by Jeff Purswell

I am no musician. I play no part in a choir or a musical team. I do love words, and as a sidebar to my job I get to participate in editing worship song lyrics. But there you reach the limits of my musical gifting.

Even so, my friend Bob Kauflin recently invited me to speak at the WorshipGod09 conference and to address an audience populated by faithful servants engaged in leading worship, singing, and serving musically in diverse ways. These are gifted people and we (more…)


The other day I saw a sign that captured my attention—and deeply concerned me. It said—

“Don’t go to church. Be the church.”

Now, despite the element of truth (God’s people are the church), there are all kinds of things wrong with this statement. But behind the words is obviously someone’s disappointment (and possibly disillusionment) with organized Christianity. And although I’d guess that (more…)

What Makes Music Christianly?

…contending for biblical theology in CCM

[A long-ish post, but worthwhile reading]

by Steve Camp

“Thy statutes are my songs in the house of my pilgrimage.”
– Psalm 119:54

In one concise statement David introduces us to the Hymnbook of Heaven elucidating the triumvirate of Christian service – doctrine, worship and life. Thy statutes (doctrine); are my songs (worship); in the house of my pilgrimage (life). Just as the doctrine of justification by faith alone is like Atlas bearing on its shoulders the entire evangelical knowledge of saving grace[1], so is doctrine, worship and life the three central pillars for music ministry. True Christian music is God-conceived (doctrine); Christ-centered (worship); and Spirit-controlled (life). Take away any one of these pillars and the building topples. For example: a powerful doctrine sung in glory to Christ with an impure life is noise to the ears of our holy God.[2] Conversely, an obedient life given in worship to Christ absent of sound doctrine will be empty praise and on the path to error.[3] Lastly, right theology sung out of the beauty of holiness but vacant in worship to Christ leads to pride or self-glory[4] and the chastisement of the Father.[5]

Knowing God – Not Feeling God
In Christian music we are missing the key pillar, the cornerstone, which the other two rely upon – sound doctrine! There has already occurred a much needed return to praise and worship in the church and we’ve observed that across the board in evangelicalism. There is also a renewed heightened call for more personal ecclesiastical accountability.[6] Though we have not arrived in those areas, we are on the path, nevertheless, the Achilles heel of our industry is the blatant absence of sound biblical theology which has effected every level of Christian music.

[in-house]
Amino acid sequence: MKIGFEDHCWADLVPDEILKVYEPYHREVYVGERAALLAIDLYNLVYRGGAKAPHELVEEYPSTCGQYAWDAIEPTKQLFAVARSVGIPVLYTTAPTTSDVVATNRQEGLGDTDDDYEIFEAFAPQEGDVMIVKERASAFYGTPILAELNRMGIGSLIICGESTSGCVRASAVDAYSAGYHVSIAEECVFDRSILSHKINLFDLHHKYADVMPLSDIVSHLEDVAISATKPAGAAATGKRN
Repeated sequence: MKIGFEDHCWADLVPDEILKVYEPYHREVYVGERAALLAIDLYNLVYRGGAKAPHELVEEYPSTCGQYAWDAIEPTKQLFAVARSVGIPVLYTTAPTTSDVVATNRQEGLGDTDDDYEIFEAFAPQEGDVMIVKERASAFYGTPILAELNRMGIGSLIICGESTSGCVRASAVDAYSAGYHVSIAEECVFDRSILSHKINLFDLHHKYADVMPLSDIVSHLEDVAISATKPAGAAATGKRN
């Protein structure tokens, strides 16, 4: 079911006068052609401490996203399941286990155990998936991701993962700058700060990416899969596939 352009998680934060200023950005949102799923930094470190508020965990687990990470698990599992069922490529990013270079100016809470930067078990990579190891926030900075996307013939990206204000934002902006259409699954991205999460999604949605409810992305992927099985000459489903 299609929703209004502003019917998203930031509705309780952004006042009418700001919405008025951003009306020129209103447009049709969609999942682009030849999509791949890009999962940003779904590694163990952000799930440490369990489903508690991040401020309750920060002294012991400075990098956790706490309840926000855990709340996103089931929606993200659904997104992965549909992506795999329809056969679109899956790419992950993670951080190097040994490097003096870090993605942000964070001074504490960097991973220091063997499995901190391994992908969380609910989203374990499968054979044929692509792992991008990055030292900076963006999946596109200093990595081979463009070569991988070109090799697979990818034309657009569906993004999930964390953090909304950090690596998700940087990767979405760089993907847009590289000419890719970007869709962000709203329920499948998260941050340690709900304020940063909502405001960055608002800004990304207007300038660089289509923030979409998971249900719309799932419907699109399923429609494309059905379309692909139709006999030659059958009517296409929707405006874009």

This is most evident in it’s message. Christian music, originally called Jesus Music that once fearlessly sang about the gospel, now sings of a Christ-less, watered-down, pabulum-based, positive alternative, cream of wheat, mush-kind-of-syrupy God-as-my-girlfriend thing. There is an obvious reason this has taken place: artists primarily feel; theologians primarily think. We need artists who will balance their zeal with knowledge[7] to invest their lives in the daily discipline of Bible study, and then, to write with the fire, passion and enthusiasm which that study has illumined to communicate the glorious language of the church – the holy Word of God! Until this occurs, we are guilty of sentencing a generation of Christians to simply “feel” their God, rather than to know their God! In the early days of my own music ministry I wrote songs that neither represented good music or precise theology. It is out of the crucible of those experiences that God convicted me, which drives me to speak passionately to these issues.


[A cross posting from]

by Mark Altrogge on June 3rd, 2009


Shout for joy in the Lord, O you righteous!
Praise befits the upright. PS 33.1

I’m not a particularly emotional person. At football games I’ve never shouted and high-fived. I never danced or moshed or sang along or held up my lighter at concerts. And I was raised in a church in which the most expressive thing we did in worship was exchange the sign of peace with our neighbor – my brother and I would give each other a sideways glance and a smirk, then give each other the peace sign.

When Jesus saved me, I became convinced from preaching and the Word that God desires expressive worship. But for me to raise my hands or shout to God or sing with gusto was like telling me to do an Irish step dance at an opera.

But I wanted to become more expressive in my worship. I only had to overcome my fear of man.

I read about a man who conquered his self-consciousness by going out in the woods and shouting praises to the Lord. So I decided to try this. I lived on a farm at the time, so I tramped across a cow pasture to a stand of woods where I knew no one would hear me.

I looked around, raised my hands, and shouted, somewhat meekly, “Halleluiah!” I did it again, a little bit louder. I felt weird. What if someone heard me or saw me? Looking around, I shouted again, “Halleluiah!” I kept shouting over and over again, until I began to get used to it. I did this for about 15 or 20 minutes, then trudged back through the field to my apartment over the garage on the farm.

The next time I worshiped with the church, when the leader exhorted us to raise our hands and shout to the Lord, with the Lord’s help, I overcame my fear of what others thought of me and shouted my praises to Jesus.

30 years later, I still battle the fear of man at times during worship. But whenever it’s appropriate during our times of corporate worship, I love to shout my praise to the Lord. It feels good.

It feels good, because praise befits the upright.